You can also choose Customize Days, where you’ll see the option to set a specific Downtime time frame for each day individually. It may seem like a great deal of prior planning to some, but detail-oriented, schedule-driven families might love the ability to customize this access to their own individual needs.
Applying App Limits
Next up are App Limits. This setting is customization central. Here, you can choose a time limit to be applied across an entire category of apps or to particular ones based on your preference and need.
Select this feature and tap the words “Add Limit” that appears in blue on your screen.
Then you’ll see the Choose Apps screen. Limit all apps across the board, or choose one of the predesignated categories that are offered.
You can see in the screenshot below that I’ve selected Social Networking to show an example of how you can further customize the time limits you apply right down to individual apps.
By tapping the All menu arrow, you’ll open up a new drop-down menu that includes all of the Social Networking Apps you have on your phone.
Now, you have the option to select individual apps that you want to restrict. As an example, I’ve marked Skype, Instagram, and Marco Polo. You can see that selected apps have a blue checkmark next to them to indicate that time limits are now active for these apps.
From there, you’ll move on to establishing the actual time limit. You can scroll through to allow the hours or minutes of use you want to be approved for that app on the phone. Tapping Add in the top right corner will put your time limits in place. No need to worry about losing functionality on your phone either, because you can always return to this screen to change or remove time limits.
Creating Communication Limits
Communication Limits let you define contacts that can be in communication with your phone. It goes one step further and enables you to choose who can be contacted during specific time frames based on Screen Time and Downtime settings.
When you select communication limits, you’ll see that you have two options within this setting. You can create limits for During Screen Time or for During Downtime. Depending on how you’re using these features, you’ll find this gives you quite a bit of freedom to choose. It’s also nice to note that none of the changes you can make in Communication Limits will disable emergency calls.
Tap on During Screen Time to open a new drop-down menu that allows you to select who can be contacted during this type of time on the phone. Use this feature when allowing kiddo to use the iPhone during Screen Time to make sure that you know with whom they’re in communication. You can see that with Everyone selected, even unknown numbers can be in contact. While you may appreciate that feature when you’re using the phone yourself, you may not want your little to have such liberal access.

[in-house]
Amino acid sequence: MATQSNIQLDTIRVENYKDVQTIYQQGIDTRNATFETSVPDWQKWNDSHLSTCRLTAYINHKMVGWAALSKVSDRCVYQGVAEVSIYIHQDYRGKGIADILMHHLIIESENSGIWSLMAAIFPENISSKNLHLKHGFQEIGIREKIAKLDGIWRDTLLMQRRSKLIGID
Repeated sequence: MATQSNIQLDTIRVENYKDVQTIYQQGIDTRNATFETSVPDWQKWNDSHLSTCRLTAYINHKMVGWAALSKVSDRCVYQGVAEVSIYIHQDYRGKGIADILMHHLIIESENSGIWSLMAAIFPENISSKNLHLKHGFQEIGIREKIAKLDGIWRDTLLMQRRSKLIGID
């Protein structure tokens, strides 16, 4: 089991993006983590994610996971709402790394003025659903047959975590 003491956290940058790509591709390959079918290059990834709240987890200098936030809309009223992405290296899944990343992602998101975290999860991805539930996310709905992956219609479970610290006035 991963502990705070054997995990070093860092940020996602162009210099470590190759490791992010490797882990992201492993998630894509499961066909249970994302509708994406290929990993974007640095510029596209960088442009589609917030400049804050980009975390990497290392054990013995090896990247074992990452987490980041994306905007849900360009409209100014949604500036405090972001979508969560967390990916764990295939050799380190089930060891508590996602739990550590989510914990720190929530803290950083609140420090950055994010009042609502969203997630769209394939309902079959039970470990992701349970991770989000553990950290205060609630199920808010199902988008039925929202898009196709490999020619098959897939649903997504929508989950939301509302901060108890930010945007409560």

Giving kiddo the phone while it’s set to Downtime offers another way to make sure you know who they can talk to. Switching from Everyone to the Specific Contacts option gives you the ability to hand-pick who can call and be called. That way, you don’t have to worry about accidental text messages to your boss plus, potential predators have no access.
What’s Always Allowed
Always Allowed is pretty much what it sounds like. Here, you can take a different approach to parental controls and define what you don’t want to be restricted.
You’ll tap on Always Allowed and find a second location under Contacts where you can specify who you want your phone to be able to be in contact with during Downtime. As with Communication Limits above, you can select Specific Contacts to pick and choose who’s on and who’s off the call list.
You can also adjust which apps won’t be restricted during Downtime. Just tap the plus and minus signs next to each app to toggle their status on and off. This is kind of like an extension of Downtime. You’ll need to have already defined it and made it active for the specifications here to have an effect.
Content & Privacy Restrictions
If you thought we were having fun before, here’s the part where you can truly fine-tune your parental controls. Tap on Content & Privacy Restrictions to open a new drop-down menu of safety settings galore.
Toggle the switch to activate Content and Privacy Restrictions. It changes from grey to green, and you have a whole list of now active options to choose from.